My personal walk with Christ is very ungraceful.
I am constantly stumbling and tripping over obstacles and grievances most often of my own making. Daily, I am held back by vanity and fear and withholding of love and grace in ways that wound and misrepresent my God–breaking my own heart at the realization of those weaknesses. And yet, I am overwhelmed by His grace and the multitude of ways he extends his love to me–despite myself.
One of the biggest extensions of his love is that I get to start my week off helping Jeanne Winkler, a woman I look up to for many reasons, teaching children’s church. No matter what my mood going into the day, the little faces and earnest questions of the First Baptist kids always brightens my mindset. It’s rarely quiet and there is little time to sit, let alone reflect, but at least once every Sunday morning, I look over at them–wild, loud and filled with joy–and think how little everything else matters. That all the grandiosities and trivial wants and pettinesses of my ego mean so little in comparison to those moments, and if God never blessed me with anything outside of the gift to sit in a room with his children and teach them about Jesus it would be more than enough. Though I suspect that they teach me more than I could ever teach them.
As we head into year three of a global pandemic still as fractured and unorganized as we were at the onset of it reaching the United States in early 2020 and more polarized and hate-filled than ever before in our history, I can’t help but think of a giggle-inducing conversation I had with my youngest son, Archer, while tucking him in for bed one night, last April.
‘A: "Mom, did you know that Jesus died so that we can be in heaven with him?"
M: "Yes, he loves us all so much that he wants us to be with him always."
A: "And then he got chopped up into little pieces."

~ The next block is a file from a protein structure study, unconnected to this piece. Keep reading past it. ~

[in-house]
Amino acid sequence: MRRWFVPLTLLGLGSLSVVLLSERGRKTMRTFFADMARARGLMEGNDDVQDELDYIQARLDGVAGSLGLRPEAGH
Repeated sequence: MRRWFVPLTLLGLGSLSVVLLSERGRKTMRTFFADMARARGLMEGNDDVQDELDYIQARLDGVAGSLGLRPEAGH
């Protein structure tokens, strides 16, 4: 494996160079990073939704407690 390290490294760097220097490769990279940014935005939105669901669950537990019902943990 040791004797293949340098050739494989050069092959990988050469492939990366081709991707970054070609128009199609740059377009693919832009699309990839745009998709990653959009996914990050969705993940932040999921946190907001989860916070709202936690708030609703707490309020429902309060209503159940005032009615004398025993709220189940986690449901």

A: "Which piece do you think is in you?"
M: "umm... what?"
A: "Part of God is in everyone. What piece do you think is in you?"
A: "I think I have a foot inside me, because I am really fast. You should think about what piece is in you."
A: "Good night, Mom."
I did think about it. I have thought about that conversation often over the last year. I thought about the humor of a child trying to understand the concept of the Holy Spirit. I thought about the simplistic understanding that God purposefully gifted us different parts of his own being. I thought about the intentionality of creating people to be different, to think differently, to see and understand differently. I contemplated the rationale behind putting people with different life experiences and viewpoints into communion to live and grow together both within the church and in the community as a whole. I thought about how differently we would walk in this world if we really believed that we are meant to be different. How differently would we speak to each other? How differently would we listen to each other? How differently would we show up for each other? How differently would the last two years have gone if we regarded our differences in understanding, in knowledge, in perspective as a strength?
Almost a year later, I still don’t know “what pieces are in me” anymore than I comprehend the depth of “what pieces” of himself God purposefully placed in the people around me, but I do know that we are supposed to be different–that our strength lies in our diversity. There is no end to the COVID-19 pandemic in sight, and even if there were, we now all know that humanity is not exempt from threats outside of man’s own making.
As we move into the new year, I hope that we will set down our old animosities and egocentric needs to “be right” and greet whatever 2022 brings as little children–joy-filled and optimistic, readily willing to love and help the people around us, letting go of the idea that our differences segregate us and regarding each other first as friends, with the primal understanding that our survival depends on each other.
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